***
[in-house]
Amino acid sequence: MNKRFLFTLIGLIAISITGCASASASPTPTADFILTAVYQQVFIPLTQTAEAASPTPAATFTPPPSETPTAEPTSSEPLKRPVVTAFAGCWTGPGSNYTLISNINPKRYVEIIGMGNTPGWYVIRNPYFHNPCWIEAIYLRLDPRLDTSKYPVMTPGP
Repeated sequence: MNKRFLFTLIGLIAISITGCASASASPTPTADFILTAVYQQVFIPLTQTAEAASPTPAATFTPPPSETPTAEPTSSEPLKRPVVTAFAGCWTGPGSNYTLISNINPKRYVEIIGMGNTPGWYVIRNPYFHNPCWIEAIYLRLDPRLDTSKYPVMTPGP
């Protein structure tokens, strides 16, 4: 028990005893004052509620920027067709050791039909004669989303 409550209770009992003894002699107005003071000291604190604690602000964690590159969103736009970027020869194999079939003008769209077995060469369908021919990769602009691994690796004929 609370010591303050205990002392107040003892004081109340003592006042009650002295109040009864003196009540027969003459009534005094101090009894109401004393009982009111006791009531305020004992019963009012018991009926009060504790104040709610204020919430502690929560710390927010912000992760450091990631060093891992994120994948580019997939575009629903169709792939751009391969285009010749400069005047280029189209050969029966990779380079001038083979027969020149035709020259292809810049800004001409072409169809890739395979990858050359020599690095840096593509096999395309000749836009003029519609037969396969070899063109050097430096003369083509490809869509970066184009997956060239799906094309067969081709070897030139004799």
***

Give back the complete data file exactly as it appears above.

[in-house]
Amino acid sequence: MNKRFLFTLIGLIAISITGCASASASPTPTADFILTAVYQQVFIPLTQTAEAASPTPAATFTPPPSETPTAEPTSSEPLKRPVVTAFAGCWTGPGSNYTLISNINPKRYVEIIGMGNTPGWYVIRNPYFHNPCWIEAIYLRLDPRLDTSKYPVMTPGP
Repeated sequence: MNKRFLFTLIGLIAISITGCASASASPTPTADFILTAVYQQVFIPLTQTAEAASPTPAATFTPPPSETPTAEPTSSEPLKRPVVTAFAGCWTGPGSNYTLISNINPKRYVEIIGMGNTPGWYVIRNPYFHNPCWIEAIYLRLDPRLDTSKYPVMTPGP
């Protein structure tokens, strides 16, 4: 028990005893004052509620920027067709050791039909004669989303 409550209770009992003894002699107005003071000291604190604690602000964690590159969103736009970027020869194999079939003008769209077995060469369908021919990769602009691994690796004929 609370010591303050205990002392107040003892004081109340003592006042009650002295109040009864003196009540027969003459009534005094101090009894109401004393009982009111006791009531305020004992019963009012018991009926009060504790104040709610204020919430502690929560710390927010912000992760450091990631060093891992994120994948580019997939575009629903169709792939751009391969285009010749400069005047280029189209050969029966990779380079001038083979027969020149035709020259292809810049800004001409072409169809890739395979990858050359020599690095840096593509096999395309000749836009003029519609037969396969070899063109050097430096003369083509490809869509970066184009997956060239799906094309067969081709070897030139004799």